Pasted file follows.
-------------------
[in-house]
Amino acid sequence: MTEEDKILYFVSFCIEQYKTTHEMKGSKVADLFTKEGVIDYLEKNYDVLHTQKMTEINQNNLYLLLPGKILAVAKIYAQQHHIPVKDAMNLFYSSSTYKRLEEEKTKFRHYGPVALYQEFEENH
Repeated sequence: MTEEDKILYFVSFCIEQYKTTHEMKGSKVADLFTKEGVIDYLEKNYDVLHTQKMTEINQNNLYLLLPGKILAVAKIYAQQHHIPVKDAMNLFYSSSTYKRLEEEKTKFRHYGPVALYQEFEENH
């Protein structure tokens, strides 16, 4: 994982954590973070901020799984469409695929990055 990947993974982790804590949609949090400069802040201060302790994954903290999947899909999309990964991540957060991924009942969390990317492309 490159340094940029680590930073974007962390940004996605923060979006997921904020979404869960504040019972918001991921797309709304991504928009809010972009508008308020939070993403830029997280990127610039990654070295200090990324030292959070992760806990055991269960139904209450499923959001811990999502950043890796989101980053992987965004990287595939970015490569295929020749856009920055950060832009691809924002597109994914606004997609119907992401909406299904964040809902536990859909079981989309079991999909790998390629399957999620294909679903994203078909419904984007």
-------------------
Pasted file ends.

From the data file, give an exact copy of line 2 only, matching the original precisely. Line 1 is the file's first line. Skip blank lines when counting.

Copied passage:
Amino acid sequence: MTEEDKILYFVSFCIEQYKTTHEMKGSKVADLFTKEGVIDYLEKNYDVLHTQKMTEINQNNLYLLLPGKILAVAKIYAQQHHIPVKDAMNLFYSSSTYKRLEEEKTKFRHYGPVALYQEFEENH